It was back in the early part of 2012 when our next interviewee was recommended to us by Stuart MacKinnon. We had just met with Stuart to talk about our project and as often happens in these meetings we were given names of other people that might be good to interview. One of those names was Dr. John Blatherwick, a retired Naval Reserve medical officer.
Dr. John Blatherwick, retired Naval Reserve medical officer
John has many achievements of note from a long and distinguished career, including being Canada’s longest-serving medical health officer, but the one thing that really grabbed our attention was that he held the same office at HMCS Discovery on Deadman’s Island in Stanley Park for twenty-five years. We realized that he may have more than a few good stories to tell!
John was a marvelous interview, even going as far to wear his uniform for us on the day. Unfortunately, even with great efforts from John himself, we were unable to secure permission to film on the island, but we were more than happy to be able to film from the shore and have a great time talking with John.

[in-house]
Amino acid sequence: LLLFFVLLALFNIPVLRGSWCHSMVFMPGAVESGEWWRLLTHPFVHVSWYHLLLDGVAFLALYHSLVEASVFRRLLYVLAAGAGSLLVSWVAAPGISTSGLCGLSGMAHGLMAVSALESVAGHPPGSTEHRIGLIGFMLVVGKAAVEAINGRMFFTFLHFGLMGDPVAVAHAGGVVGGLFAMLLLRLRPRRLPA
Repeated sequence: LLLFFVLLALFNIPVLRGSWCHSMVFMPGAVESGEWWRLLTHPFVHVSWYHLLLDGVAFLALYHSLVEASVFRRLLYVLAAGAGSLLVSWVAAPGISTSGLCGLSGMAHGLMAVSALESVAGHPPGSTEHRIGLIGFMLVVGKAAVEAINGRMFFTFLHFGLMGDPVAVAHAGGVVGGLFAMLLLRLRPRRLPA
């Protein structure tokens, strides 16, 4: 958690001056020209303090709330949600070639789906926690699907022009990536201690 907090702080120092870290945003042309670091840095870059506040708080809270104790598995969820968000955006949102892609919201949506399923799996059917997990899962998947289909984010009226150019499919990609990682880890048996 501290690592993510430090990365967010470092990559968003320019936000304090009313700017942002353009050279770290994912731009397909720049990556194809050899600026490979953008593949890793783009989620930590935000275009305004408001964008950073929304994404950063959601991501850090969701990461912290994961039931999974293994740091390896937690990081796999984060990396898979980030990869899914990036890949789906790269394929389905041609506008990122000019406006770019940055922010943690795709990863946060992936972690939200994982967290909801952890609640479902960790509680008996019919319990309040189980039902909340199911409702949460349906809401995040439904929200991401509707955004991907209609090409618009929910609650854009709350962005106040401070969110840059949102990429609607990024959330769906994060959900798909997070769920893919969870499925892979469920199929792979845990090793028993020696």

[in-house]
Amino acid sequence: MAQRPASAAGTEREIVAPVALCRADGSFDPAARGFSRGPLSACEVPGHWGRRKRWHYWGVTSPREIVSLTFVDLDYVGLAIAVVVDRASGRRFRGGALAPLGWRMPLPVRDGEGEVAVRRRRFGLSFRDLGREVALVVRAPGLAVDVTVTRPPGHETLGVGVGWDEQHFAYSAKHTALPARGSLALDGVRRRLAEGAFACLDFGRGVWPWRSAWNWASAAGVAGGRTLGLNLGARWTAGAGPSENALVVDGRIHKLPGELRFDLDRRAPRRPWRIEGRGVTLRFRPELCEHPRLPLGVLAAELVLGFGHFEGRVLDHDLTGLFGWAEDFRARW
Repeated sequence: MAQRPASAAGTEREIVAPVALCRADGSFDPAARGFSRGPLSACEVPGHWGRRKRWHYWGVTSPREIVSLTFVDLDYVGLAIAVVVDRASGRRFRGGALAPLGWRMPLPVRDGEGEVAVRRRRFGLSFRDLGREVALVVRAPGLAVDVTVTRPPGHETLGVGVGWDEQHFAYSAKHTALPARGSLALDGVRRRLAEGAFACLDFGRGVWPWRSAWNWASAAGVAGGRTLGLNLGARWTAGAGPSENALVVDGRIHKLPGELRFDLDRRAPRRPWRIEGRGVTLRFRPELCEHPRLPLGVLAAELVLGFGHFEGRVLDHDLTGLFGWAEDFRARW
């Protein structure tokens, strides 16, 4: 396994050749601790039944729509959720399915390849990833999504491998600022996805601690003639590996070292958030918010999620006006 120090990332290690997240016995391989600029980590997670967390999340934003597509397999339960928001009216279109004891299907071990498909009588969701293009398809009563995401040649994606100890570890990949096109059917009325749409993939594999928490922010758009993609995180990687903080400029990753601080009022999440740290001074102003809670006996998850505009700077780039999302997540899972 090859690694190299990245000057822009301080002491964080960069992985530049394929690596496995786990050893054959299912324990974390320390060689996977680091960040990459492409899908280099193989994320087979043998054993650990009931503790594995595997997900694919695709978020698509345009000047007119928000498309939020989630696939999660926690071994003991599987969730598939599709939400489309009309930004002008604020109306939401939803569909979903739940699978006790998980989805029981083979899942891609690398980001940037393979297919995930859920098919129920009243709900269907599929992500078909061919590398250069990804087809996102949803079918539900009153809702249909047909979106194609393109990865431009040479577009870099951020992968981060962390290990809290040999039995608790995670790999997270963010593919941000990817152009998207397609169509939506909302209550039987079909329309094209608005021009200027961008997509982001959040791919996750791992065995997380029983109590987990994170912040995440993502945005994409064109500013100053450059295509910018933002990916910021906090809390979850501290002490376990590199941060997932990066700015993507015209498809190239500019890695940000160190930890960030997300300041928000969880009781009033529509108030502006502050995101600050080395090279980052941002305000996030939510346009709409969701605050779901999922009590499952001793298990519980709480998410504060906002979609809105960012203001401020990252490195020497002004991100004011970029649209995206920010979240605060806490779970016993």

He told us of his time working on the island, the time he met Arnold Schwarzenegger during the filming of ‘The 6th Day’, and his great love for Stanley Park, all told with great enthusiasm.
We are delighted to have caught up with John for this interview and so very pleased that he was so eager to help out as it certainly gave us a great insight to such an important part of Deadman Island’s fascinating history.
Many thanks John, and thanks to Stuart MacKinnon also for recommending him all those months ago.
Thanks to everyone for reading, we’ll be back soon with more news!
This week is certainly keeping the boys at Beautiful Earth busy as we’ve had three interviews to film, all the questions to come up with and we’re beginning to put together a video for our funding campaign which is coming up very soon. More details about that in another blog.